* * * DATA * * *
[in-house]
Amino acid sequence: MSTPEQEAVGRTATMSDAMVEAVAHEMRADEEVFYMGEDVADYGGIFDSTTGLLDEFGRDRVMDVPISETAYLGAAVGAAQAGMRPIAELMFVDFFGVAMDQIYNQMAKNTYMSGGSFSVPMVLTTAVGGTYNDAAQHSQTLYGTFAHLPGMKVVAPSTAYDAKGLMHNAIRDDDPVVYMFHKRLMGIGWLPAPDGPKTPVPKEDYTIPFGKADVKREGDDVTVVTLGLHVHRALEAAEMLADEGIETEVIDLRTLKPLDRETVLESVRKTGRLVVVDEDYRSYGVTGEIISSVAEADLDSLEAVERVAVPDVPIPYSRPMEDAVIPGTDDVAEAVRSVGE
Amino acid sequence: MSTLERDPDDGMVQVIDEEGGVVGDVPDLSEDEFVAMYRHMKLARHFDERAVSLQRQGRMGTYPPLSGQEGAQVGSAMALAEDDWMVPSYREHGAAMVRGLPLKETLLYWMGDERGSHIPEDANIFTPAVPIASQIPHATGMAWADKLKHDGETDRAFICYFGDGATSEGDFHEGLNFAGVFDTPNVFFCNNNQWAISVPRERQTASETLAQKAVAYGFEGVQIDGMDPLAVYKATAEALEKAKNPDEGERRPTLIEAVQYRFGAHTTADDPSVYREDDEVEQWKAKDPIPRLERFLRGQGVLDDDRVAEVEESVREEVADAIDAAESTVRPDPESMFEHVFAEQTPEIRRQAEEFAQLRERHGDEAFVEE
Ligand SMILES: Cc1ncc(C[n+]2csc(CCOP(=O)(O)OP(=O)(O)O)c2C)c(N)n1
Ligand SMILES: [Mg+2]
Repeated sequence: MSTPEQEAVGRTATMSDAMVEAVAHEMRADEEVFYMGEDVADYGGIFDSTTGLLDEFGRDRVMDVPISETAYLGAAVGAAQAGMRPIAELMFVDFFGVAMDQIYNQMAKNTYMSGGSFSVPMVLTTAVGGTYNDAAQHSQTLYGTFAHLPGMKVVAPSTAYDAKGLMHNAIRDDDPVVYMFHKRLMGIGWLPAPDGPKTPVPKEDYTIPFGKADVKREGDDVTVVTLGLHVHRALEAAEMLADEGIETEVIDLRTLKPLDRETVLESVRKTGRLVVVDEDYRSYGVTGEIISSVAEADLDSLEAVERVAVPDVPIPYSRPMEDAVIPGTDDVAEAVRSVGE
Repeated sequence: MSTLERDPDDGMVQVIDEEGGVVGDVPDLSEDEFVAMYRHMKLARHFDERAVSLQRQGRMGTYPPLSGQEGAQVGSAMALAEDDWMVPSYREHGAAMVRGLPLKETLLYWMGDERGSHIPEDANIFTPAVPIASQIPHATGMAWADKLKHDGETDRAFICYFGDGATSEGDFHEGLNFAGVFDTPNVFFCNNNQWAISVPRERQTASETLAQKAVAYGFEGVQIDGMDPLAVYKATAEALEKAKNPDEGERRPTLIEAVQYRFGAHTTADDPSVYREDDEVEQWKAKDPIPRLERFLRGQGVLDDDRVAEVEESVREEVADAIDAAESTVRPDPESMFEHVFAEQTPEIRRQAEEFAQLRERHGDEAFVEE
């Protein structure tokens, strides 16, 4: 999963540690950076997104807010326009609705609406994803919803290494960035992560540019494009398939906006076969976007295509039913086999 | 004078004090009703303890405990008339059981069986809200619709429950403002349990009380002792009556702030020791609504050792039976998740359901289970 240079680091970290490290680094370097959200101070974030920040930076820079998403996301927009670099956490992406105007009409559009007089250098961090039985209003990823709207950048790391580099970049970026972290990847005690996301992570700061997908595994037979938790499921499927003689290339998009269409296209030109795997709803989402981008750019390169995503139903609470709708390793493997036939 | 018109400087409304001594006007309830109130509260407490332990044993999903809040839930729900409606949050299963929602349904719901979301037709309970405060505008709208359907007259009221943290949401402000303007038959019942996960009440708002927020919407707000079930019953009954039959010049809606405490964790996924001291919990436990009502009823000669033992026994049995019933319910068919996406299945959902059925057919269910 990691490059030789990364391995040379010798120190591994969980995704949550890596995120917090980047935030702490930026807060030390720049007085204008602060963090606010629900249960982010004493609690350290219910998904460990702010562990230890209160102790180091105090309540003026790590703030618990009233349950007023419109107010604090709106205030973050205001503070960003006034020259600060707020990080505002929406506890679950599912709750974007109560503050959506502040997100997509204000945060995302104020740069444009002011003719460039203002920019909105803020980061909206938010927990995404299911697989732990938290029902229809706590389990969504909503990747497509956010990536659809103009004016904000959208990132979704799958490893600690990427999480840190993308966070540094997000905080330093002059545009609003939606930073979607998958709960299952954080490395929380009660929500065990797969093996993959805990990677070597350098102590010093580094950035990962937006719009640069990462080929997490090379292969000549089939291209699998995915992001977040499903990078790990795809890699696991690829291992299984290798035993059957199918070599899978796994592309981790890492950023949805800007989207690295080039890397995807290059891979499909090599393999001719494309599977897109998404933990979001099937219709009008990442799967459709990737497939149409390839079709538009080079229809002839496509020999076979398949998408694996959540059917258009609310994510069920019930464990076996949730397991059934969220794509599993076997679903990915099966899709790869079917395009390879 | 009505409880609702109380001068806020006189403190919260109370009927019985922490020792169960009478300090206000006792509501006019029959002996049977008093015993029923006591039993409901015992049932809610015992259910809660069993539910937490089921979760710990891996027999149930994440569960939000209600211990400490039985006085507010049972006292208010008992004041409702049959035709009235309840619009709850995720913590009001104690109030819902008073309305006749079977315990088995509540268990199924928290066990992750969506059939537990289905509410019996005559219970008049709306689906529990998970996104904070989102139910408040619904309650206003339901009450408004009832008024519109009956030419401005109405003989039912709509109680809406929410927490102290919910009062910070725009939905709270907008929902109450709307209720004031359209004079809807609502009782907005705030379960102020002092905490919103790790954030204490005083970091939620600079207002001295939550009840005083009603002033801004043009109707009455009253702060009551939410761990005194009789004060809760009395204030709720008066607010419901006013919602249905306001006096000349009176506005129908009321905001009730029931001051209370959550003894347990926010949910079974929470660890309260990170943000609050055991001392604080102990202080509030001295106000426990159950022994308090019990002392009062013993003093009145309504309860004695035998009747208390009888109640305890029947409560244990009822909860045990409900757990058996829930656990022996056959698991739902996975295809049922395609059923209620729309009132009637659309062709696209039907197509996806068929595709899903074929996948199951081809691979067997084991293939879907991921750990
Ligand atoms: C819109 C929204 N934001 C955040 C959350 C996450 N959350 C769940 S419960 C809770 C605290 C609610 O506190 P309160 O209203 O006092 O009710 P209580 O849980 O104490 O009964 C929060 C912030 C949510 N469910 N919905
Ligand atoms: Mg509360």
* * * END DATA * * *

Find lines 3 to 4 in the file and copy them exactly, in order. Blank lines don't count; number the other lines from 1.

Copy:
Amino acid sequence: MSTLERDPDDGMVQVIDEEGGVVGDVPDLSEDEFVAMYRHMKLARHFDERAVSLQRQGRMGTYPPLSGQEGAQVGSAMALAEDDWMVPSYREHGAAMVRGLPLKETLLYWMGDERGSHIPEDANIFTPAVPIASQIPHATGMAWADKLKHDGETDRAFICYFGDGATSEGDFHEGLNFAGVFDTPNVFFCNNNQWAISVPRERQTASETLAQKAVAYGFEGVQIDGMDPLAVYKATAEALEKAKNPDEGERRPTLIEAVQYRFGAHTTADDPSVYREDDEVEQWKAKDPIPRLERFLRGQGVLDDDRVAEVEESVREEVADAIDAAESTVRPDPESMFEHVFAEQTPEIRRQAEEFAQLRERHGDEAFVEE
Ligand SMILES: Cc1ncc(C[n+]2csc(CCOP(=O)(O)OP(=O)(O)O)c2C)c(N)n1